Results of this preliminary study showed that inhaled azithromycin may have a role in improving the patientcare of CF sufferers. Whether it could replace or be used in addition to oral azithromycin needs further research. Likewise, further studies with longer duration of follow-up are needed to elucidate its role in repeated courses in combination with inhaled antibiotics in long term treatment of CF lung disease. Further clinical trials with novel nebulizer formulation of azithromycin and large number of participants are needed to further assess the efficacy, safety and sustained effect of this new therapeutic approach in children with CF.

Footnotes

References

  • 1.

    Principi N, Blasi F, Esposito S. Azithromycin use in patients with cystic fibrosis. Eur J Clin Microbiol Infect Dis. 2015;34(6):1071-9. doi: 10.1007/s10096-015-2347-4. [PubMed: 25686729].

  • 2.

    Olveira C, Padilla A, Dorado A, Contreras V, Garcia-Fuentes E, Rubio-Martin E, et al. Inflammation and oxidation biomarkers in patients with cystic fibrosis: The influence of azithromycin. Eurasian J Med. 2017;49(2):118-23. doi: 10.5152/eurasianjmed.2017.17010. [PubMed: 28638254]. [PubMed Central: PMC5469837].

  • 3.

    Pressler T. Targeting airway inflammation in cystic fibrosis in children: Past, present, and future. Paediatr Drugs. 2011;13(3):141-7. doi: 10.2165/11588150-000000000-00000. [PubMed: 21500868].

  • 4.

    Wagner T, Burns JL. Anti-inflammatory properties of macrolides. Pediatr Infect Dis J. 2007;26(1):75-6. doi: 10.1097/01.inf.0000253037.90204.9f. [PubMed: 17195710].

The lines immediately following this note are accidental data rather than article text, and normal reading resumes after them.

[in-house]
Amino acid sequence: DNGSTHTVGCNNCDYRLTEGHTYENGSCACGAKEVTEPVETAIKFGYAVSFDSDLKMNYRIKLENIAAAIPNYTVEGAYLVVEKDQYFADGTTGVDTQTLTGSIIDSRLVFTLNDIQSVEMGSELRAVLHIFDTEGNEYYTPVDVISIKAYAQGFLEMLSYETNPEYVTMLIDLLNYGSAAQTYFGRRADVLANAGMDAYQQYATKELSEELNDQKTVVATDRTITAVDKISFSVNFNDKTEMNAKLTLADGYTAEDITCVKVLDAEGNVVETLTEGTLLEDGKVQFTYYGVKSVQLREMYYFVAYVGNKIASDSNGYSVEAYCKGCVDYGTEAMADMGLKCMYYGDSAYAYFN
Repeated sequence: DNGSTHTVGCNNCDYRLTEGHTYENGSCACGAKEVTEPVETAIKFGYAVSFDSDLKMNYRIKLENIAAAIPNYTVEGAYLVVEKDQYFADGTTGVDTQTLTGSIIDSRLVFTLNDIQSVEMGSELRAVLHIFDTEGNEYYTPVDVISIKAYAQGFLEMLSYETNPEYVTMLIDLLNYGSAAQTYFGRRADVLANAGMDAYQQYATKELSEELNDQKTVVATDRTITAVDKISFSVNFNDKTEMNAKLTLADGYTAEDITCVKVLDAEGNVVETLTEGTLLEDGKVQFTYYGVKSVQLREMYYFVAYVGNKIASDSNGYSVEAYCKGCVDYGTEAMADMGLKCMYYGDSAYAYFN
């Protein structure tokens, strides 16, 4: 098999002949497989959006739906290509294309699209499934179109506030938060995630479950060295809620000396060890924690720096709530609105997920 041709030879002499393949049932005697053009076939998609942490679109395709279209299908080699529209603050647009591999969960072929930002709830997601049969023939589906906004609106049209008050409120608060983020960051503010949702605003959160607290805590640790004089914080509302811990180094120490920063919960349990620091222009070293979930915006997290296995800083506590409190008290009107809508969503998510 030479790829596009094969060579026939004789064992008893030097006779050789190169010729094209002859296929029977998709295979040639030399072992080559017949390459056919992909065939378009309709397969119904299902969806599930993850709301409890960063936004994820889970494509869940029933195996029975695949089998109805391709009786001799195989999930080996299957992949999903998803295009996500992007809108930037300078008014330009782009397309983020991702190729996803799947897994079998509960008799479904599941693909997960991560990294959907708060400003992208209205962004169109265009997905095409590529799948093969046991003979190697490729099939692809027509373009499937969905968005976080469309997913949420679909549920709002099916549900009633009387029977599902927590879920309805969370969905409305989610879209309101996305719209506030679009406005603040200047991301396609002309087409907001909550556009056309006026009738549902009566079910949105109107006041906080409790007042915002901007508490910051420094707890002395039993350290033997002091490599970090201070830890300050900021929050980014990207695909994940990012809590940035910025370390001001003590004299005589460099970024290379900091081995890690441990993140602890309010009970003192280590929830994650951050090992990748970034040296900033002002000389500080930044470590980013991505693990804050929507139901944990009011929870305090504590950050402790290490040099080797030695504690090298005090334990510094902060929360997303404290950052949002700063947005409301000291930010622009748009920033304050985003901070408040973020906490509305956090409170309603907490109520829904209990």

• 5.

    Ratjen F, Saiman L, Mayer-Hamblett N, Lands LC, Kloster M, Thompson V, et al. Effect of azithromycin on systemic markers of inflammation in patients with cystic fibrosis uninfected with Pseudomonas aeruginosa. Chest. 2012;142(5):1259-66. doi: 10.1378/chest.12-0628. [PubMed: 22595153]. [PubMed Central: PMC3610595].

  • 6.

    Hoffmann N, Lee B, Hentzer M, Rasmussen TB, Song Z, Johansen HK, et al. Azithromycin blocks quorum sensing and alginate polymer formation and increases the sensitivity to serum and stationary-growth-phase killing of Pseudomonas aeruginosa and attenuates chronic P. aeruginosa lung infection in Cftr(-/-) mice. Antimicrob Agents Chemother. 2007;51(10):3677-87. doi: 10.1128/AAC.01011-06. [PubMed: 17620382]. [PubMed Central: PMC2043275].

  • 7.

    Moskowitz SM, Foster JM, Emerson J, Burns JL. Clinically feasible biofilm susceptibility assay for isolates of Pseudomonas aeruginosa from patients with cystic fibrosis. J Clin Microbiol. 2004;42(5):1915-22. doi: 10.1128/jcm.42.5.1915-1922.2004. [PubMed: 15131149]. [PubMed Central: PMC404629].